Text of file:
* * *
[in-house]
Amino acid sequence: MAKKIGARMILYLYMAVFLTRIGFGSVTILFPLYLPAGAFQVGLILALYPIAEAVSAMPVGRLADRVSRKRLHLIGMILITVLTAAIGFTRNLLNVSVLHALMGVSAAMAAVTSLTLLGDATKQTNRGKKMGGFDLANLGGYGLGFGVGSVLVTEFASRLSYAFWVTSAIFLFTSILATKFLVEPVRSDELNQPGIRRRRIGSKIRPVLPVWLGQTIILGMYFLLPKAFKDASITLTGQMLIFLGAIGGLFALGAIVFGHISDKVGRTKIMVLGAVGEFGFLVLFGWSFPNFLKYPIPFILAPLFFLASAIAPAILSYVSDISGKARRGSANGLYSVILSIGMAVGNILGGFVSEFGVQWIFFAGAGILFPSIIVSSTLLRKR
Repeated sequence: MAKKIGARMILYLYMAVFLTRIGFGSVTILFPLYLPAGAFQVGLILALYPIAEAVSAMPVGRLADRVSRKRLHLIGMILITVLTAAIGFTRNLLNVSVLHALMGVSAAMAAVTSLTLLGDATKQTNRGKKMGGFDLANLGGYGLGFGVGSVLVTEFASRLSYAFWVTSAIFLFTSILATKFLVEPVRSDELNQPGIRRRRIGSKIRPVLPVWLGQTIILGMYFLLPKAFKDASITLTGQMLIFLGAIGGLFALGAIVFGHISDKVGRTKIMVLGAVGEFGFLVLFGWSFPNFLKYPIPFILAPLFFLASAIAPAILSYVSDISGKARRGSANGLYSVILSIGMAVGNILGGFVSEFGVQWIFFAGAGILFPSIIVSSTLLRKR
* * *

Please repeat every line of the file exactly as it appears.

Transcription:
[in-house]
Amino acid sequence: MAKKIGARMILYLYMAVFLTRIGFGSVTILFPLYLPAGAFQVGLILALYPIAEAVSAMPVGRLADRVSRKRLHLIGMILITVLTAAIGFTRNLLNVSVLHALMGVSAAMAAVTSLTLLGDATKQTNRGKKMGGFDLANLGGYGLGFGVGSVLVTEFASRLSYAFWVTSAIFLFTSILATKFLVEPVRSDELNQPGIRRRRIGSKIRPVLPVWLGQTIILGMYFLLPKAFKDASITLTGQMLIFLGAIGGLFALGAIVFGHISDKVGRTKIMVLGAVGEFGFLVLFGWSFPNFLKYPIPFILAPLFFLASAIAPAILSYVSDISGKARRGSANGLYSVILSIGMAVGNILGGFVSEFGVQWIFFAGAGILFPSIIVSSTLLRKR
Repeated sequence: MAKKIGARMILYLYMAVFLTRIGFGSVTILFPLYLPAGAFQVGLILALYPIAEAVSAMPVGRLADRVSRKRLHLIGMILITVLTAAIGFTRNLLNVSVLHALMGVSAAMAAVTSLTLLGDATKQTNRGKKMGGFDLANLGGYGLGFGVGSVLVTEFASRLSYAFWVTSAIFLFTSILATKFLVEPVRSDELNQPGIRRRRIGSKIRPVLPVWLGQTIILGMYFLLPKAFKDASITLTGQMLIFLGAIGGLFALGAIVFGHISDKVGRTKIMVLGAVGEFGFLVLFGWSFPNFLKYPIPFILAPLFFLASAIAPAILSYVSDISGKARRGSANGLYSVILSIGMAVGNILGGFVSEFGVQWIFFAGAGILFPSIIVSSTLLRKR